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Nazar Boy
poems

From one of the most imaginative and radical voices in contemporary poetry, a debut collection of fierce tenderness, political acuity, and powerful lyricism.

Tarik Dobbs’s work explores surveillance, queerness, disability, race, and working-class identity in post-9/11 America. As an Arab American writer, Dobbs is achingly familiar with the power dynamics, violence, and capitalistic undercurrents woven through the language of the colonizer. They challenge this power in visual, free-verse, and formally intense poems—both traditional and innovative—that stretch the elasticity of borders, verbs, images, redactions, and more. Ranging from sonnets to concrete poems, Nazar Boy is visually stimulating, thought-provoking, emotionally wrenching, and exquisitely crafted.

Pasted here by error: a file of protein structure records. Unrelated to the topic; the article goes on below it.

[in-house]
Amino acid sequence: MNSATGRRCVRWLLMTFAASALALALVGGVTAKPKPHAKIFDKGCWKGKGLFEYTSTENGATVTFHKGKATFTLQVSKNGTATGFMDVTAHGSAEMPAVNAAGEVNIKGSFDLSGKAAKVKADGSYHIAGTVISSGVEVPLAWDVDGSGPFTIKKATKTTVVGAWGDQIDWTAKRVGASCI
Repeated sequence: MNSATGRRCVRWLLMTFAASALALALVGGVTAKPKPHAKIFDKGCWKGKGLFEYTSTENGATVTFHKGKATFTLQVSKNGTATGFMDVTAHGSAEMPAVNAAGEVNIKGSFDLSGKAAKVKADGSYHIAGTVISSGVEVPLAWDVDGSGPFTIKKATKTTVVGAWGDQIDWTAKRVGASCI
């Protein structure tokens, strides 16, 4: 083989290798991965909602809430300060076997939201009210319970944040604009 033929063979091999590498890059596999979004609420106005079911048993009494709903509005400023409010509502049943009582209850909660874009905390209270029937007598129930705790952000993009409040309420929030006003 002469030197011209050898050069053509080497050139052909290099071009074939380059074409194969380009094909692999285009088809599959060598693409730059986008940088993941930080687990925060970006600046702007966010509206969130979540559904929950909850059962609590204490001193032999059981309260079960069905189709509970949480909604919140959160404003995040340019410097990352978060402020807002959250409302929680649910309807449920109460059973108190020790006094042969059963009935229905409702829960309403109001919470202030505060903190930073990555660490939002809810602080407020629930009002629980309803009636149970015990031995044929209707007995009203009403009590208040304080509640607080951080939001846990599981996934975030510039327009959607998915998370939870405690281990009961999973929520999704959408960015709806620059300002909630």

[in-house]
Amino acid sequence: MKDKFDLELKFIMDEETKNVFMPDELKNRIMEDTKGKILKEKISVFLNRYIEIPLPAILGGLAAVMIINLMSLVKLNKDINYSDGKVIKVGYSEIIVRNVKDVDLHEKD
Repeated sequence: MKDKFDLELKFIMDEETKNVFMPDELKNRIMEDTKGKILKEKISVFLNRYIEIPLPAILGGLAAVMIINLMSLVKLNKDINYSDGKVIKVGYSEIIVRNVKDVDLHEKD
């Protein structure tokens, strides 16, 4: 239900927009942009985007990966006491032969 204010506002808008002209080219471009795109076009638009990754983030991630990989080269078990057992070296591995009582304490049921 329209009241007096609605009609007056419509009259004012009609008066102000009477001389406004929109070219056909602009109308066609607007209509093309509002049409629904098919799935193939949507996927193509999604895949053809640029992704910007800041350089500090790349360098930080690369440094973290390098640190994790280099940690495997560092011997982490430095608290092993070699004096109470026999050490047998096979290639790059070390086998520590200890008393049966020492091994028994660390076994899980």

Dobbs’ poems blur and collapse narrative distances within and between places, from the Levant to Michigan, and break down dichotomies portrayed in Western media: between Arabness and whiteness, intellectualism and the working poor, Muslimness and queerness, disability and desire. By turns irreverent and serenely gentle, Dobbs calls us to speak, to dream, and to imagine beyond those distances so that we might speak, dream, and imagine better versions of ourselves, our relationships to each other, and our places in the world.